Flu Season 2022/23
The Annual Flu Jab
The annual flu jab is the best protection against this winter virus and with the ongoing coronavirus pandemic, it has never been as important for those who would particularly benefit to ensure that they have the flu vaccine.
These are some of the reasons why:
- Protect yourself: the flu jab is safe and effective. It has been shown to reduce the severity of those who do still catch the virus, reducing hospital admissions and deaths.
- Protect each other: The more people who have the flu jab (including children aged 2 – 10, carers, and those in care homes), the less likely they are to pass it on to those who might be vulnerable.
- Protect against self isolation: mild COVID, colds and mild flu all display the same symptoms. Reducing the amount of circulating flu will reduce the number of people having to self isolate just because they have flu until they get a negative PCR.
- Protect the NHS. The NHS is set up to manage the annual winter pressures that the flu season causes. However, it is expected that this year's flu season is going to be particularly bad because lock down last year reduced everyone's exposure to flu, so more people will be susceptible. The potential for both a peak of flu and covid could put huge pressures on an NHS already trying to recover.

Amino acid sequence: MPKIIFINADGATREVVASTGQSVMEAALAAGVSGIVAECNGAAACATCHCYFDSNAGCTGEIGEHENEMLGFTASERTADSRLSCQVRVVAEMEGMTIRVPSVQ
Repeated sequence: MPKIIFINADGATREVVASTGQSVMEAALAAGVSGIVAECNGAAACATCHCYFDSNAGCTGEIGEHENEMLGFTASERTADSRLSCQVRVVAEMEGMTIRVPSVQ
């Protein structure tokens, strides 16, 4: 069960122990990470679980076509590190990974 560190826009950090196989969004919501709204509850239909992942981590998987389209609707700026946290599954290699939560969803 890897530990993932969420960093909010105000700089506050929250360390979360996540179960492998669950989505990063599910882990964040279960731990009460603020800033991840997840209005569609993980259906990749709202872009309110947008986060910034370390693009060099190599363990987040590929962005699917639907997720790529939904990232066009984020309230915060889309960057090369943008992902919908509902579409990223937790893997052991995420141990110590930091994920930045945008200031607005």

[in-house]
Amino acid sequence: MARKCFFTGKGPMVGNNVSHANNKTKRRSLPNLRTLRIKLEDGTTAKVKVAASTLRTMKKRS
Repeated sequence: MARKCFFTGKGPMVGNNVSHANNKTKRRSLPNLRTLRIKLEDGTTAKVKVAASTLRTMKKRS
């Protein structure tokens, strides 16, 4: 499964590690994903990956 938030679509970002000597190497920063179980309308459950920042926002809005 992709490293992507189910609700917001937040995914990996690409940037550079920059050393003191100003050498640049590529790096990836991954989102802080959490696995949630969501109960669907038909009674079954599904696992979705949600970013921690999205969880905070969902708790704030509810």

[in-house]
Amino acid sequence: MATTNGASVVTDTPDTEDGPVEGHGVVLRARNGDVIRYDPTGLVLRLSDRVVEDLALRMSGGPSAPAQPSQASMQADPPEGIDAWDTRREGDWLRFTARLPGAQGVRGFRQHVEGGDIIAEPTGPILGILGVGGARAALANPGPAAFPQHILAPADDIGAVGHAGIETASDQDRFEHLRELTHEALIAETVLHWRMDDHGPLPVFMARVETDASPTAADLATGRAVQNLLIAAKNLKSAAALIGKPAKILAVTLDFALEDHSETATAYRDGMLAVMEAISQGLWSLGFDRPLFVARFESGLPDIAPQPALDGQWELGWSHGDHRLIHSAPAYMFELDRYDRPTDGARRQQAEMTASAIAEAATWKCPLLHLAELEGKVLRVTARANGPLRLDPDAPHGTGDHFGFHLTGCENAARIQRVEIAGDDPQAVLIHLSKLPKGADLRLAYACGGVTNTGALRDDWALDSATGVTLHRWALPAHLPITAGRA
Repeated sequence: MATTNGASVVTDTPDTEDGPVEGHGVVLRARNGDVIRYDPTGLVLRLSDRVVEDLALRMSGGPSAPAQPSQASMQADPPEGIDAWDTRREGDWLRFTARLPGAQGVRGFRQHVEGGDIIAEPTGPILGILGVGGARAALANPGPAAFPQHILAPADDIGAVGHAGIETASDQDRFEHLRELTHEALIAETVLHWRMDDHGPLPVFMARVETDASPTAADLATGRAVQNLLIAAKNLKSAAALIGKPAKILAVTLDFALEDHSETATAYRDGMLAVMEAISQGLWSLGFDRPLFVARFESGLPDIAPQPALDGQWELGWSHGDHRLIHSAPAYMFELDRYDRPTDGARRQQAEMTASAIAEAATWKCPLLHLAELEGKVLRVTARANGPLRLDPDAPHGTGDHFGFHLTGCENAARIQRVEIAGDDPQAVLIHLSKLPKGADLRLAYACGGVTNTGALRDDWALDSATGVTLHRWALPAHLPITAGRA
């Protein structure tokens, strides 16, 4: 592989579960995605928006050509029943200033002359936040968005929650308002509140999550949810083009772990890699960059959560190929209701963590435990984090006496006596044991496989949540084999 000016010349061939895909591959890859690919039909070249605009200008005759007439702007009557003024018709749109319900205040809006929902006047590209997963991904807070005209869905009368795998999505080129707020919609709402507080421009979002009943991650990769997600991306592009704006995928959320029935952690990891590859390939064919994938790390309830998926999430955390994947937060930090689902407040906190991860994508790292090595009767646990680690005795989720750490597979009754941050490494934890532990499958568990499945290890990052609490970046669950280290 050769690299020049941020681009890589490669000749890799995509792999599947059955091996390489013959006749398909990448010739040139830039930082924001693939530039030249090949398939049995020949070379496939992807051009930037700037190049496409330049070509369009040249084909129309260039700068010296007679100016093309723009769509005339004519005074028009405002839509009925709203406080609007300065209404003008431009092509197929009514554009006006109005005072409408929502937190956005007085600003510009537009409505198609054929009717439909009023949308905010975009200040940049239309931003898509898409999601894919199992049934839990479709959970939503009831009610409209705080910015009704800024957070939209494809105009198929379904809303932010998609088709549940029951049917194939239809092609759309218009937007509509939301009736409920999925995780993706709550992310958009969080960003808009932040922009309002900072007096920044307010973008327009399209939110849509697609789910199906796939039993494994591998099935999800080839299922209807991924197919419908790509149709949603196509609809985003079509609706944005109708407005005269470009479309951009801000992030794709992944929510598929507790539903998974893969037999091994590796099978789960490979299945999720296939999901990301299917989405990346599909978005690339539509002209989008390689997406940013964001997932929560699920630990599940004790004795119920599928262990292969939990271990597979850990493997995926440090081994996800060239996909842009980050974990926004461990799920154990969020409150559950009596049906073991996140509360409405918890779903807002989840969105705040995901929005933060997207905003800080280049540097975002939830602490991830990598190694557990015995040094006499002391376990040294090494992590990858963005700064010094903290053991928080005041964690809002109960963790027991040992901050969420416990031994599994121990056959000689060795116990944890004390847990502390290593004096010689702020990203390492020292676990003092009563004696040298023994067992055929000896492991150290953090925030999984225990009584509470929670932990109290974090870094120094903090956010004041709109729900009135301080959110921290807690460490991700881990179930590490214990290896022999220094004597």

How we will deliver the Flu Jab
We will be offering the vaccine to patients we see in surgery as well as our prebooked flu clinics.
We are working with neighbouring practices and the community services to ensure that housebound patients receive their Flu Jab and COVID-19 Booster vaccine as soon as possible. If you are housebound and haven't already been contacted by us, please phone the practice so we can refer you to the district nurses.
For patients who aren't housebound, if you are offered both the Flu and COVID-19 booster vaccines, it's safe to have them at the same time. However you can only recieve the flu vaccine from Glenpark or your local pharmacy, and your COVID-19 vaccine from local vaccination services. Click the link below to book an appointment if you have had a text message to say that you are eligible, or you are a frontline health and social care worker.
Who is eligible?
The vaccine is free for those at most risk from the flu: